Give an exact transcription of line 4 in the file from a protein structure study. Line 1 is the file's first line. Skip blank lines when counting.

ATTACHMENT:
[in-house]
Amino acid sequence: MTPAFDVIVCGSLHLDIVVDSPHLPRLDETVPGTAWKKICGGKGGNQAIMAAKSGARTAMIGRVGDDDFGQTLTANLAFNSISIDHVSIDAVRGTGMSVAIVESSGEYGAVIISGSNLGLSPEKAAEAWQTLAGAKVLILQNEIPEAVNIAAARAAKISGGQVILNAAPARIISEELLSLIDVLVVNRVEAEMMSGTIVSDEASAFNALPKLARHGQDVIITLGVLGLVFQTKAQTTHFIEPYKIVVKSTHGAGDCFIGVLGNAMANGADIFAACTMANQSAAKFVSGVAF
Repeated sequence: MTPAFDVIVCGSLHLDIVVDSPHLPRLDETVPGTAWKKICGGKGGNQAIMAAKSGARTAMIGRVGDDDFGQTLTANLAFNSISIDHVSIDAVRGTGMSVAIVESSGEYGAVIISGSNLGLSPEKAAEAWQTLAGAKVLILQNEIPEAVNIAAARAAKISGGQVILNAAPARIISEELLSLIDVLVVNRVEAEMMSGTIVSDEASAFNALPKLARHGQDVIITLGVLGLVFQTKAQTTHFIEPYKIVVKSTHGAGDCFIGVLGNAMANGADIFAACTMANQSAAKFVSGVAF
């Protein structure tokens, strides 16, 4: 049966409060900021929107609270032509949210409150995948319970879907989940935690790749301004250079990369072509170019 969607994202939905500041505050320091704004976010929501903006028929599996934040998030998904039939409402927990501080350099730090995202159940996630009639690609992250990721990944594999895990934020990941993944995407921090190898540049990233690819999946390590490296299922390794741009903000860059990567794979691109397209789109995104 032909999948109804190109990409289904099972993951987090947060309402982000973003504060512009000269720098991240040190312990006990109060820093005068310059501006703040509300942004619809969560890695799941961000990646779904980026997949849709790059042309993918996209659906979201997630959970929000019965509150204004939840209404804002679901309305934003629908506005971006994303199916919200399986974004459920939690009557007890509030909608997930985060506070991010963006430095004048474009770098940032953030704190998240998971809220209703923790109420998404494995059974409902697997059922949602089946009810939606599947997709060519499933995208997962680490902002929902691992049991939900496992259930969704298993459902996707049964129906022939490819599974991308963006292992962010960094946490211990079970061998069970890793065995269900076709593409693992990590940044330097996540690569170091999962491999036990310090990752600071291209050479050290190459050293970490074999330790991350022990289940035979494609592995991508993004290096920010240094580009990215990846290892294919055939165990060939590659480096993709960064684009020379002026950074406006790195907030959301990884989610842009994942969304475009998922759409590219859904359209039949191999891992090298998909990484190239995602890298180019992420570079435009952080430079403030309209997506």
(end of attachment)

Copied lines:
């Protein structure tokens, strides 16, 4: 049966409060900021929107609270032509949210409150995948319970879907989940935690790749301004250079990369072509170019 969607994202939905500041505050320091704004976010929501903006028929599996934040998030998904039939409402927990501080350099730090995202159940996630009639690609992250990721990944594999895990934020990941993944995407921090190898540049990233690819999946390590490296299922390794741009903000860059990567794979691109397209789109995104 032909999948109804190109990409289904099972993951987090947060309402982000973003504060512009000269720098991240040190312990006990109060820093005068310059501006703040509300942004619809969560890695799941961000990646779904980026997949849709790059042309993918996209659906979201997630959970929000019965509150204004939840209404804002679901309305934003629908506005971006994303199916919200399986974004459920939690009557007890509030909608997930985060506070991010963006430095004048474009770098940032953030704190998240998971809220209703923790109420998404494995059974409902697997059922949602089946009810939606599947997709060519499933995208997962680490902002929902691992049991939900496992259930969704298993459902996707049964129906022939490819599974991308963006292992962010960094946490211990079970061998069970890793065995269900076709593409693992990590940044330097996540690569170091999962491999036990310090990752600071291209050479050290190459050293970490074999330790991350022990289940035979494609592995991508993004290096920010240094580009990215990846290892294919055939165990060939590659480096993709960064684009020379002026950074406006790195907030959301990884989610842009994942969304475009998922759409590219859904359209039949191999891992090298998909990484190239995602890298180019992420570079435009952080430079403030309209997506």